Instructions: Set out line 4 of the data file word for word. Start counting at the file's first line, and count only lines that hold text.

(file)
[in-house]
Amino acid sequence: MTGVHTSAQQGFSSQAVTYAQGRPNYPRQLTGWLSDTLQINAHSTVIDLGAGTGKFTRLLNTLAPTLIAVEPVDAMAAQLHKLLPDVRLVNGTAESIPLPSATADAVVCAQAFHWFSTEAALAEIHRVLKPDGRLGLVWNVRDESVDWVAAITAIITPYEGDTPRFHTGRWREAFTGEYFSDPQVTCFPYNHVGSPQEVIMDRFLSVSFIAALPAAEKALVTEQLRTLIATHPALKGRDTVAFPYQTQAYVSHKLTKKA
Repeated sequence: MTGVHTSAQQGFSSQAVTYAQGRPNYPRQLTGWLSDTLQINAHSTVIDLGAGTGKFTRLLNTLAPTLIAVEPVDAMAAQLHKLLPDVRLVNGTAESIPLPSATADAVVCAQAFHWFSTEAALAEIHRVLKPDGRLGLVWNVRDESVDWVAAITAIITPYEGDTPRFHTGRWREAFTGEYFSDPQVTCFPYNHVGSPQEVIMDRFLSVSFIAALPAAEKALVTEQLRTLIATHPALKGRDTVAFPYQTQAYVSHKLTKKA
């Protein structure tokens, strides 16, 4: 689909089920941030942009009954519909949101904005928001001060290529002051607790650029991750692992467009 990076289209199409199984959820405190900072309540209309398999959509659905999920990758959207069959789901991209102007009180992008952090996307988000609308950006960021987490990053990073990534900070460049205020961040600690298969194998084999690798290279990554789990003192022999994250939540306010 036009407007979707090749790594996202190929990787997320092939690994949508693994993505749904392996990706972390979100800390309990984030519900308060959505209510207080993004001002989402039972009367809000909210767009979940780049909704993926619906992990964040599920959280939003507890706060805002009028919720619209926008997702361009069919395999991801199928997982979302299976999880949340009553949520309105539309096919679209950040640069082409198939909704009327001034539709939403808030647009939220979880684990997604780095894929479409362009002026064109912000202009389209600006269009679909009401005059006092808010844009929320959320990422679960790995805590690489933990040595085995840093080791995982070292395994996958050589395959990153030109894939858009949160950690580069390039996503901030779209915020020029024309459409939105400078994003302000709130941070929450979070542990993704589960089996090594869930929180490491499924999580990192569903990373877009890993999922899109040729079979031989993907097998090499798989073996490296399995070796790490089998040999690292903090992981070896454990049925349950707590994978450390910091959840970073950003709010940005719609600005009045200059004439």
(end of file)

């Protein structure tokens, strides 16, 4: 689909089920941030942009009954519909949101904005928001001060290529002051607790650029991750692992467009 990076289209199409199984959820405190900072309540209309398999959509659905999920990758959207069959789901991209102007009180992008952090996307988000609308950006960021987490990053990073990534900070460049205020961040600690298969194998084999690798290279990554789990003192022999994250939540306010 036009407007979707090749790594996202190929990787997320092939690994949508693994993505749904392996990706972390979100800390309990984030519900308060959505209510207080993004001002989402039972009367809000909210767009979940780049909704993926619906992990964040599920959280939003507890706060805002009028919720619209926008997702361009069919395999991801199928997982979302299976999880949340009553949520309105539309096919679209950040640069082409198939909704009327001034539709939403808030647009939220979880684990997604780095894929479409362009002026064109912000202009389209600006269009679909009401005059006092808010844009929320959320990422679960790995805590690489933990040595085995840093080791995982070292395994996958050589395959990153030109894939858009949160950690580069390039996503901030779209915020020029024309459409939105400078994003302000709130941070929450979070542990993704589960089996090594869930929180490491499924999580990192569903990373877009890993999922899109040729079979031989993907097998090499798989073996490296399995070796790490089998040999690292903090992981070896454990049925349950707590994978450390910091959840970073950003709010940005719609600005009045200059004439």